This is an important mental shift, so I’ll dive deeper into why you should create a culture of experimentation. If you lead a team of engineers, you have access to a group of creative and capable people who can probably do things that you wouldn’t even be able to think of. Very often, engineers will not be able to translate their ideas into the management’s beloved KPIs; keeping the ideas from landing on the proposal board. Maybe your engineers might not have the resources to really prove that the idea is worth pursuing. They might also be scared to fail as it turns out that their idea was not viable after all. In your role as a cultural trendsetter you need to make one thing clear:

Even an experiment resulting in *nothing* needs to be seen as a successfully tested hypothesis.

Once you have established failure as a constructive part of your team’s progress, you’re opening the door for everyone to treat failure as something to learn from; rather than something to get in trouble for.

The sin is not in failure; the sin is in failing to notice and making the same mistake twice.

You should ensure that you and your team learn from mistakes. It should not be an issue if someone makes a mistake. However, you need to ensure that a culture is in place preventing it from happening again.

3. Meetings are a bug, not a feature — or are they?

“Yes, I’d love to schedule another daily with all stakeholders” — no one ever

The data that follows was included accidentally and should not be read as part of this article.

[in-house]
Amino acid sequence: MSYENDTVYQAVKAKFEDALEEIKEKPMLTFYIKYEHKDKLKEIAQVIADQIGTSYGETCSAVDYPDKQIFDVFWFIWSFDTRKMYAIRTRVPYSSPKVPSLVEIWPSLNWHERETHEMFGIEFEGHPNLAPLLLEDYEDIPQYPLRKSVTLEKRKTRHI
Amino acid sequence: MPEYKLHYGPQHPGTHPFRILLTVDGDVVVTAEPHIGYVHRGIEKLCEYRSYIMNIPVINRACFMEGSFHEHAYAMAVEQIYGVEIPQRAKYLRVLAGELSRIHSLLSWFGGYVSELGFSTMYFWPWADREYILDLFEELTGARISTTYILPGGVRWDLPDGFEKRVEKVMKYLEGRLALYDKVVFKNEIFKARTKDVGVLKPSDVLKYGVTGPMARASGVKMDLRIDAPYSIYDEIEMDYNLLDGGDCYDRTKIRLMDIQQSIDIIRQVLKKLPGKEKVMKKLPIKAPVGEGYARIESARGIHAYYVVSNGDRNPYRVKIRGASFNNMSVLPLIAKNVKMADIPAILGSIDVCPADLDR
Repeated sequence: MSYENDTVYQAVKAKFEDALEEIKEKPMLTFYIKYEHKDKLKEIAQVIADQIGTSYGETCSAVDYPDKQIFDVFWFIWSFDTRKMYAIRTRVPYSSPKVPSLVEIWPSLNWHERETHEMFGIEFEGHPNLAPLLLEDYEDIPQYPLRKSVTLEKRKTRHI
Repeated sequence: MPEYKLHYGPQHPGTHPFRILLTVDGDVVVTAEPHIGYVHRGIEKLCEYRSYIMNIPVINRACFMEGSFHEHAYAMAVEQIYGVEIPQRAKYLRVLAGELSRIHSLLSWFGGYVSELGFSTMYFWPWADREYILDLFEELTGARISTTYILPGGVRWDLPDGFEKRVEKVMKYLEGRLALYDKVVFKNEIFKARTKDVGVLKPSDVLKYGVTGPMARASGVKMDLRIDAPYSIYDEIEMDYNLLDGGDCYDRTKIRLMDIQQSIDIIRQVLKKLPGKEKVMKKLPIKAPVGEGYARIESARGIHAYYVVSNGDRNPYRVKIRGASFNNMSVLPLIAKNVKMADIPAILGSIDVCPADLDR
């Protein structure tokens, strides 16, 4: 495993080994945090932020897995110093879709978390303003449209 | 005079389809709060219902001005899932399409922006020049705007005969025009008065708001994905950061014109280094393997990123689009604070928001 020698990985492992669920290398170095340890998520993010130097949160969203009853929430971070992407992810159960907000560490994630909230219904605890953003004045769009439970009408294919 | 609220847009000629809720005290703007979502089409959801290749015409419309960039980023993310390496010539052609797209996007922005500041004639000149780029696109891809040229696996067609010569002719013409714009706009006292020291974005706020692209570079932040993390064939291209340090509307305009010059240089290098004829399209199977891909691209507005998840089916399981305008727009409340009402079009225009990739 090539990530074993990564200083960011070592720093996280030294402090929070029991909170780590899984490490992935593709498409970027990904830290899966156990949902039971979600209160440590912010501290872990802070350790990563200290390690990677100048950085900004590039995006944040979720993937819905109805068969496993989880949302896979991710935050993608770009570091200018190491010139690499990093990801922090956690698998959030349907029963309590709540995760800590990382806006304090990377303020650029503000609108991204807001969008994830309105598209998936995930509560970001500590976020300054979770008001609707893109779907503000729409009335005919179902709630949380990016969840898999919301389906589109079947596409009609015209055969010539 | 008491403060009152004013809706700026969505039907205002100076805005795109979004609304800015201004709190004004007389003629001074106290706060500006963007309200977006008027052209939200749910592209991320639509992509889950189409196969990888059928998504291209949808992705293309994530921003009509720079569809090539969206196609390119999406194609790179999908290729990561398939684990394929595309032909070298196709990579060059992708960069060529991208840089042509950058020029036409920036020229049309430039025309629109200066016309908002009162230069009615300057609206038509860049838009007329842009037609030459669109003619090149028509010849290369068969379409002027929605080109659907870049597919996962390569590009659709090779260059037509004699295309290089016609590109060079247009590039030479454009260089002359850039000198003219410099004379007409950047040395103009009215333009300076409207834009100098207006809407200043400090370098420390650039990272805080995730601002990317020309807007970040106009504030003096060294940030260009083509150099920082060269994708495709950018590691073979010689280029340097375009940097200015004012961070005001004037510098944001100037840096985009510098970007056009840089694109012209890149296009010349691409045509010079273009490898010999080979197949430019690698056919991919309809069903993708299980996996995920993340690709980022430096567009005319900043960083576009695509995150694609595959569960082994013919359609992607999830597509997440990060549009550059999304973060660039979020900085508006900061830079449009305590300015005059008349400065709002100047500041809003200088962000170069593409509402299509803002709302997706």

“Bugs cause friction; features add value”.

Should you realise that the meeting you set up is hassling people around you, then you probably implemented a bug. You now understand that in order to make your meeting a feature, you need to figure out how to add value for your invitees. Once you have understood your responsibility and know how to bring order into the chaos you brought to your team, it is time to figure out how to align the stars within your team. In my opinion, you should never schedule a meeting just in case. If you’re unsure whether a meeting will be helpful, you haven’t done your homework sufficiently. Do your homework and reconsider.

  • Start / Stop / Continue. Talk about what your talking partner would propose you start, stop & continue doing. Write these things down, work on them and reflect two weeks later how it affected their life.
  • Glad, Sad, Mad. Collect qualitative stories about what left your colleague glad, sad & mad and see if you can celebrate things that made them happy or investigate things that dissatisfied them. Write things down and discuss them two weeks later to see how things evolved since. What’s special about this exercise is that it doesn’t include the creative part of your talking partner coming up with proposals what to do next. Be aware of that limiting factor.
  • The 4 L’s: Liked, Learned, Lacked, and Longed for. A combination of the two above patterns. This exercise helps people open up about troublesome topics and teaches them to celebrate things they liked while putting in context what was missing.

4. An obsolete engineering manager is a good engineering manager.

I can’t wait to change my mind on this. So far, my own engineering mindset is still going strong: “if I automate the process well enough, the work will never have to be done by anyone again”. Does that translate to “if I develop the team strong enough, they will never have to be managed by anyone again”?

If you’re on a sabbatical retreat for 3 months and your team delivers products at the same rate as before, you’re either a horrendous or a fantastic manager. Either way, you probably don’t need to come back.

To add to the above, Dave Rensin, former Google Engineering Director, drops some real truth bombs in his interview with Exponent. A great engineering manages gets a great deal of personal satisfaction by growing other people, he says. To them, developing another person is equal to shipping a great product.

Portrait of an engineering manager who built a self-sustaining tech team.